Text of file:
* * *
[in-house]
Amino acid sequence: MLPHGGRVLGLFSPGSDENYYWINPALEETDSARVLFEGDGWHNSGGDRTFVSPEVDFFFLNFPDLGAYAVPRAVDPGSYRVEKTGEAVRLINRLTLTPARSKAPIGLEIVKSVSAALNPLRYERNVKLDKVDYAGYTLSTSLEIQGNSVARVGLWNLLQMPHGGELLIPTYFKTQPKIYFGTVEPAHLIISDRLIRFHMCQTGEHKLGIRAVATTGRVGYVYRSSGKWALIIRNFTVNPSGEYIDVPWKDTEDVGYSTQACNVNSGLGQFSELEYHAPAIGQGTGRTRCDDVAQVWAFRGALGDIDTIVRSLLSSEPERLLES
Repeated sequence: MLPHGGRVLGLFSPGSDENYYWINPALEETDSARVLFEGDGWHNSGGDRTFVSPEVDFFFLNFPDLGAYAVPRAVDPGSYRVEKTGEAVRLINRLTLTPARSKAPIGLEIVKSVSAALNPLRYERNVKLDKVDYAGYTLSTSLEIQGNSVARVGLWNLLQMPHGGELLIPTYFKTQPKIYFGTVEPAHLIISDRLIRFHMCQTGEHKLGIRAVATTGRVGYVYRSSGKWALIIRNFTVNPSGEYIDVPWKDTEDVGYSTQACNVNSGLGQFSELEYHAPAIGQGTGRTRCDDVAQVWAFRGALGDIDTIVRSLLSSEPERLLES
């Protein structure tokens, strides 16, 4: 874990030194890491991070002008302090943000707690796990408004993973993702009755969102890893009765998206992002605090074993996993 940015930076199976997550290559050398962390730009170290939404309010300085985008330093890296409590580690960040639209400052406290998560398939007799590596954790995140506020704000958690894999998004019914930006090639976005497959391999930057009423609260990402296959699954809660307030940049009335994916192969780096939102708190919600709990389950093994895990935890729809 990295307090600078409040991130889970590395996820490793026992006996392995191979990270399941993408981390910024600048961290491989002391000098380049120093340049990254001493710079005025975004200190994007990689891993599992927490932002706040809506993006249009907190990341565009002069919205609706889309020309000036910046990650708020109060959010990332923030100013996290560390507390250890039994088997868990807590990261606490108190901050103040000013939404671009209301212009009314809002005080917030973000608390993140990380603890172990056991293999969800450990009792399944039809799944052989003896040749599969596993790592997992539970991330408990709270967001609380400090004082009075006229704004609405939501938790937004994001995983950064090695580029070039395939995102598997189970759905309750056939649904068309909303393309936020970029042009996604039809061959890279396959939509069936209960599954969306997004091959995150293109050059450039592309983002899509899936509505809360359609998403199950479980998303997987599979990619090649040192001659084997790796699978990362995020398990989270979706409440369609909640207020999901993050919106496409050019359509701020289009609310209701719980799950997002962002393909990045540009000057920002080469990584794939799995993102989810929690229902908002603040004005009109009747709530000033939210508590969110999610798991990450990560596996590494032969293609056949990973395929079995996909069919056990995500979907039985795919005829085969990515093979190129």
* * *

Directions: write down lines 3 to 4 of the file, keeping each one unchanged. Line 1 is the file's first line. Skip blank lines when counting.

Repeated sequence: MLPHGGRVLGLFSPGSDENYYWINPALEETDSARVLFEGDGWHNSGGDRTFVSPEVDFFFLNFPDLGAYAVPRAVDPGSYRVEKTGEAVRLINRLTLTPARSKAPIGLEIVKSVSAALNPLRYERNVKLDKVDYAGYTLSTSLEIQGNSVARVGLWNLLQMPHGGELLIPTYFKTQPKIYFGTVEPAHLIISDRLIRFHMCQTGEHKLGIRAVATTGRVGYVYRSSGKWALIIRNFTVNPSGEYIDVPWKDTEDVGYSTQACNVNSGLGQFSELEYHAPAIGQGTGRTRCDDVAQVWAFRGALGDIDTIVRSLLSSEPERLLES
């Protein structure tokens, strides 16, 4: 874990030194890491991070002008302090943000707690796990408004993973993702009755969102890893009765998206992002605090074993996993 940015930076199976997550290559050398962390730009170290939404309010300085985008330093890296409590580690960040639209400052406290998560398939007799590596954790995140506020704000958690894999998004019914930006090639976005497959391999930057009423609260990402296959699954809660307030940049009335994916192969780096939102708190919600709990389950093994895990935890729809 990295307090600078409040991130889970590395996820490793026992006996392995191979990270399941993408981390910024600048961290491989002391000098380049120093340049990254001493710079005025975004200190994007990689891993599992927490932002706040809506993006249009907190990341565009002069919205609706889309020309000036910046990650708020109060959010990332923030100013996290560390507390250890039994088997868990807590990261606490108190901050103040000013939404671009209301212009009314809002005080917030973000608390993140990380603890172990056991293999969800450990009792399944039809799944052989003896040749599969596993790592997992539970991330408990709270967001609380400090004082009075006229704004609405939501938790937004994001995983950064090695580029070039395939995102598997189970759905309750056939649904068309909303393309936020970029042009996604039809061959890279396959939509069936209960599954969306997004091959995150293109050059450039592309983002899509899936509505809360359609998403199950479980998303997987599979990619090649040192001659084997790796699978990362995020398990989270979706409440369609909640207020999901993050919106496409050019359509701020289009609310209701719980799950997002962002393909990045540009000057920002080469990584794939799995993102989810929690229902908002603040004005009109009747709530000033939210508590969110999610798991990450990560596996590494032969293609056949990973395929079995996909069919056990995500979907039985795919005829085969990515093979190129």